The 221 in Majorca: between sea and mountains!





Sylvain Bazin leads the life you dream about. He goes from country to country every month, trekking across long distances either on foot or by bike. Wherever the wind blows him in the world, he breathes in deeply so he can describe it all in articles and books. Today, we are visiting Majorca.






I had never been to Majorca. I knew there were some lovely spots on this Mediterranean island, but you should always keep some discoveries in store. But I was delighted to get the chance to go there, courtesy of a press trip – and I extended my stay by a few days to explore the GR 221, Majorca’s longest hiking trail, which crosses the island’s tallest mountain range: the Tramuntana.







The highest peaks here barely rise above 1,300 metres

Granted, the highest peaks here barely rise above 1,300 metres, and on my hike I just broke through the 1,200 metre barrier… but, irrespective of altitude, the mountains are jagged and steep sided! !





I began my journey with a long steady climb above the picturesque village of Valldemossa, one of the island’s top visitor attractions. But in late winter there were few tourists around, and I easily found mountain tranquillity on the GR 221.

Even the first slopes, rising above fields of olive trees and a beautiful forest, led me to wonderful vistas: the sea lapping at the rocks, and the mountains seemingly diving into the waves. Reaching that point took quite an effort, but was rewarded right away.



Deia, another perched village as charming as the last

After a very rocky downhill section – the terrain on this Mediterranean island is reminiscent of Corsica – I arrived in Deia, another perched village as charming as the last. I set off again the following morning, for a gentler walk. Now, although the occasional hillside beckoned, the GR 221 wound lazily between olive groves. These beautiful trees, sculpted by time, wind and water; the murmur of the sea, my day-long companion; and the low dry-stone walls around fields and houses (hence the trail’s Spanish nickname, “Camin de la pierra en sec”) lent this stage a quiet poetry. I stopped often to contemplate my surroundings and their peacefulness. The sun shone at its zenith. ;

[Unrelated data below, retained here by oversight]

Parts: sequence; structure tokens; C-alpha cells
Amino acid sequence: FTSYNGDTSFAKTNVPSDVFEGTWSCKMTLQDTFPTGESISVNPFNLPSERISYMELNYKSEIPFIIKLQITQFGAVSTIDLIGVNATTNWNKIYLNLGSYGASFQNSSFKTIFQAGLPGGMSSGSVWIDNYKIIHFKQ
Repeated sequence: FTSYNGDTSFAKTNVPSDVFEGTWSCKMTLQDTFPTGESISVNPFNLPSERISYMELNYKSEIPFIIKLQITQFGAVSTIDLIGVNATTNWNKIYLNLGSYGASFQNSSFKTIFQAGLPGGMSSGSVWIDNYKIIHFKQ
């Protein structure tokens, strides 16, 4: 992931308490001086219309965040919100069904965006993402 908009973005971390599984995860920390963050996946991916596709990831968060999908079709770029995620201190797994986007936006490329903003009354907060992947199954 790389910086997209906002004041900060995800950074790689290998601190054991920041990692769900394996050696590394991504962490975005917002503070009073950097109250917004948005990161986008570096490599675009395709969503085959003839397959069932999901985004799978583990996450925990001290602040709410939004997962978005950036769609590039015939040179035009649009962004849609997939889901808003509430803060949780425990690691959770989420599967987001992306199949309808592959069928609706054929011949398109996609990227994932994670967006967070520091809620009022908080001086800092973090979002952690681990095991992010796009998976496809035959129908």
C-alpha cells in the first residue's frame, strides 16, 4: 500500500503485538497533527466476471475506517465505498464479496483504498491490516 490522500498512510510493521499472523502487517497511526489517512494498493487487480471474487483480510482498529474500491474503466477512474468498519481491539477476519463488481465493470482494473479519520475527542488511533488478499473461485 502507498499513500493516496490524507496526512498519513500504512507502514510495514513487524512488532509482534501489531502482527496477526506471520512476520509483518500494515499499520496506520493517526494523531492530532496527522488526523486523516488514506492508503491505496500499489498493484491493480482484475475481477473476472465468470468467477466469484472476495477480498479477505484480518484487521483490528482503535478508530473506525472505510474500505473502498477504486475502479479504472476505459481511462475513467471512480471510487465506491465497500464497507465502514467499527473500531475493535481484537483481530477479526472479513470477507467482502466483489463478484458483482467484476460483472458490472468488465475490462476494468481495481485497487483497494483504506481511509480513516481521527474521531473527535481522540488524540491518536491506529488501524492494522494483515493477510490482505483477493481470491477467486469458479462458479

The island, which I had thought less beautiful, was now working its spell: a far cry from the mass-tourism clichés it is often saddled with.





Oranges, olives and Mediterranean sun

The island, which I had thought less beautiful, was now working its spell

There may be menus in German in the small town of Soller, nestled at the foot of Majorca’s highest mountains, but the cathedral square was not teeming with German tourists in shorts. It was still a bit too chilly for that. But, as I wandered lively streets of still-open shops, I could not help but give Soller a thumbs-up: it is truly charming and hospitable

The first miles of the next day’s stage saw me admiring farms of citrus fruits, the local speciality: the mountains towered over the trees and villages, lit by lovely morning sunshine, albeit covered now and then by clouds pushed peakwards by the wind. Not bad at all!



Blats Pass

And during the day, the show would gain in intensity: as I advanced up a footpath that first snaked through a tremendous canyon, then, after a flat stretch, around a lake, but up steep gradients that took me to the highest point of my route: Blats Pass (altitude: 1,205m). These ridges serve up truly sumptuous panoramic views.








Stunning vistas and mountain winds

Up there, a gale was blowing. This was no surprise: this mountain range takes its name from the cold wind that blows over from the mainland. So I headed back down at a decent pace, into the sheltering forest; then followed the well-maintained path to Lluc Monastery, set amid the small valley.







It was a great place to spend the night, in the serene setting of a place devoted, in days gone by, to pilgrimages. The next morning, I walked a few more miles along the trail (which ends much further away, after a long downhill stretch to Por) before walking around the monastery; my bus and flight times meant I could not manage the full 9.5 miles to the end of the trail. Yet I still had time to discover some strange rocks

that make up chaotic formations akin to sculptures, and another seriously picturesque site. Above all, after four days exploring at my walker’s tempo, I was very keen to return, to discover other places and trails: the island is wonderfully well suited to hiking (and cycling too, judging by the incredible number of cyclists I saw on the way back to Palma!). Majorca, here I come (again)!